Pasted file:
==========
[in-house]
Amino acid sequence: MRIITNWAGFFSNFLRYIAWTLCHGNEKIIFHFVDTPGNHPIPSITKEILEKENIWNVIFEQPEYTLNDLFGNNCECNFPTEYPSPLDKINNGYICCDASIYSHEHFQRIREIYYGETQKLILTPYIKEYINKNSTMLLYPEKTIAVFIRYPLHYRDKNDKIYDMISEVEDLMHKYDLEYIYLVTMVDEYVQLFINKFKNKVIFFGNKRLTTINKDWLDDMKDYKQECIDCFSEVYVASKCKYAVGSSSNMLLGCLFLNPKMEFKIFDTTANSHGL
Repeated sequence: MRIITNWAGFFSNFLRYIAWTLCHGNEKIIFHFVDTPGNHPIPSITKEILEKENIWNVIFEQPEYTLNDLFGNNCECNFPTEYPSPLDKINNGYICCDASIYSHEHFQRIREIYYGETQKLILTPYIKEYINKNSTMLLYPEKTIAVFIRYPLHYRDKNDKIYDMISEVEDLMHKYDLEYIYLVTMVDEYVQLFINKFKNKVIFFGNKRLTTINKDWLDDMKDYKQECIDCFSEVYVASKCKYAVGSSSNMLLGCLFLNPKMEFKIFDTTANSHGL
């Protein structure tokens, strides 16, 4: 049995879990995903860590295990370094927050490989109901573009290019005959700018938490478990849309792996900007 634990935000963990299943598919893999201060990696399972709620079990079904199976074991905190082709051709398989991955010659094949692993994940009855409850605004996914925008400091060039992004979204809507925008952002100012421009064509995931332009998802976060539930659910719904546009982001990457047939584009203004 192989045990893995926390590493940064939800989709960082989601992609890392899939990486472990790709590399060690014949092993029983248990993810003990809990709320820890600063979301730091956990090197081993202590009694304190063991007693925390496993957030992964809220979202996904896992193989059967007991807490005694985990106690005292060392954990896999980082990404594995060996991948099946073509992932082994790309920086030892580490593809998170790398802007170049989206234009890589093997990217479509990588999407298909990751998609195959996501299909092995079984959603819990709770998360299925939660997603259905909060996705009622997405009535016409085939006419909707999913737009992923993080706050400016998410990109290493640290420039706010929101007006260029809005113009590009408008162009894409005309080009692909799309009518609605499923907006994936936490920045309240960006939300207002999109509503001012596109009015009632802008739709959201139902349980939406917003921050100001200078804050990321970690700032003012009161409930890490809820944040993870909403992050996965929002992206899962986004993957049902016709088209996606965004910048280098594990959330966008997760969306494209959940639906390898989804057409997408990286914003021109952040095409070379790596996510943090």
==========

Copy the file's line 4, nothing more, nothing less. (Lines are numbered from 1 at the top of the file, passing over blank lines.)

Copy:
């Protein structure tokens, strides 16, 4: 049995879990995903860590295990370094927050490989109901573009290019005959700018938490478990849309792996900007 634990935000963990299943598919893999201060990696399972709620079990079904199976074991905190082709051709398989991955010659094949692993994940009855409850605004996914925008400091060039992004979204809507925008952002100012421009064509995931332009998802976060539930659910719904546009982001990457047939584009203004 192989045990893995926390590493940064939800989709960082989601992609890392899939990486472990790709590399060690014949092993029983248990993810003990809990709320820890600063979301730091956990090197081993202590009694304190063991007693925390496993957030992964809220979202996904896992193989059967007991807490005694985990106690005292060392954990896999980082990404594995060996991948099946073509992932082994790309920086030892580490593809998170790398802007170049989206234009890589093997990217479509990588999407298909990751998609195959996501299909092995079984959603819990709770998360299925939660997603259905909060996705009622997405009535016409085939006419909707999913737009992923993080706050400016998410990109290493640290420039706010929101007006260029809005113009590009408008162009894409005309080009692909799309009518609605499923907006994936936490920045309240960006939300207002999109509503001012596109009015009632802008739709959201139902349980939406917003921050100001200078804050990321970690700032003012009161409930890490809820944040993870909403992050996965929002992206899962986004993957049902016709088209996606965004910048280098594990959330966008997760969306494209959940639906390898989804057409997408990286914003021109952040095409070379790596996510943090």